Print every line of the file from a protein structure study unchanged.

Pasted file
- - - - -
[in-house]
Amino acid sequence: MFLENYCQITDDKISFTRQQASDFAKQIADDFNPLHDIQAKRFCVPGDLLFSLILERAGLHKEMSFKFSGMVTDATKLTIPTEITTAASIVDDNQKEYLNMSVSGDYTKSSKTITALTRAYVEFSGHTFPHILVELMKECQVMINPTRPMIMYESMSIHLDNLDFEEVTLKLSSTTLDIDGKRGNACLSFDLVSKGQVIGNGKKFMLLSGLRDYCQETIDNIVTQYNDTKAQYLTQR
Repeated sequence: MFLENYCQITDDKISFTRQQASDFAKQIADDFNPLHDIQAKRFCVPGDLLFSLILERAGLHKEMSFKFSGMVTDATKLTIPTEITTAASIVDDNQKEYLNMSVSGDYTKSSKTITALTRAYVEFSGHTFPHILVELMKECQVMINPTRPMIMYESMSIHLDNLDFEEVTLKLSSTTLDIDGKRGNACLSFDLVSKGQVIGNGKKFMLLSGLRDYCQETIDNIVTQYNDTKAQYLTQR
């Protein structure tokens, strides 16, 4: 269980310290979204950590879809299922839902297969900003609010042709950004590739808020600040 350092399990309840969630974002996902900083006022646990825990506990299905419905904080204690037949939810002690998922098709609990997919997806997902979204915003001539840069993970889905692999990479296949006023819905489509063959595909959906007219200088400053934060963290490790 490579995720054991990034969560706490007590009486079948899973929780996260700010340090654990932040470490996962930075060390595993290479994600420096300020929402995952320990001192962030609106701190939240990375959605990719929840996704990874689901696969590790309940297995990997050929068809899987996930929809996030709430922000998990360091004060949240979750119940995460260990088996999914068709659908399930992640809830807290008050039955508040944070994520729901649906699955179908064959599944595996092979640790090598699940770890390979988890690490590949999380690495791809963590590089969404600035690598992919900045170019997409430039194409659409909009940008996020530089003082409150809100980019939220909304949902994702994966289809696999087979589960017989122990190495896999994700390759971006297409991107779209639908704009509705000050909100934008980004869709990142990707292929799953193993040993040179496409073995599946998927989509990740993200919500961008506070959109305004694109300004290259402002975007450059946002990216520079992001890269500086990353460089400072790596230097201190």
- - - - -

[in-house]
Amino acid sequence: MFLENYCQITDDKISFTRQQASDFAKQIADDFNPLHDIQAKRFCVPGDLLFSLILERAGLHKEMSFKFSGMVTDATKLTIPTEITTAASIVDDNQKEYLNMSVSGDYTKSSKTITALTRAYVEFSGHTFPHILVELMKECQVMINPTRPMIMYESMSIHLDNLDFEEVTLKLSSTTLDIDGKRGNACLSFDLVSKGQVIGNGKKFMLLSGLRDYCQETIDNIVTQYNDTKAQYLTQR
Repeated sequence: MFLENYCQITDDKISFTRQQASDFAKQIADDFNPLHDIQAKRFCVPGDLLFSLILERAGLHKEMSFKFSGMVTDATKLTIPTEITTAASIVDDNQKEYLNMSVSGDYTKSSKTITALTRAYVEFSGHTFPHILVELMKECQVMINPTRPMIMYESMSIHLDNLDFEEVTLKLSSTTLDIDGKRGNACLSFDLVSKGQVIGNGKKFMLLSGLRDYCQETIDNIVTQYNDTKAQYLTQR
């Protein structure tokens, strides 16, 4: 269980310290979204950590879809299922839902297969900003609010042709950004590739808020600040 350092399990309840969630974002996902900083006022646990825990506990299905419905904080204690037949939810002690998922098709609990997919997806997902979204915003001539840069993970889905692999990479296949006023819905489509063959595909959906007219200088400053934060963290490790 490579995720054991990034969560706490007590009486079948899973929780996260700010340090654990932040470490996962930075060390595993290479994600420096300020929402995952320990001192962030609106701190939240990375959605990719929840996704990874689901696969590790309940297995990997050929068809899987996930929809996030709430922000998990360091004060949240979750119940995460260990088996999914068709659908399930992640809830807290008050039955508040944070994520729901649906699955179908064959599944595996092979640790090598699940770890390979988890690490590949999380690495791809963590590089969404600035690598992919900045170019997409430039194409659409909009940008996020530089003082409150809100980019939220909304949902994702994966289809696999087979589960017989122990190495896999994700390759971006297409991107779209639908704009509705000050909100934008980004869709990142990707292929799953193993040993040179496409073995599946998927989509990740993200919500961008506070959109305004694109300004290259402002975007450059946002990216520079992001890269500086990353460089400072790596230097201190």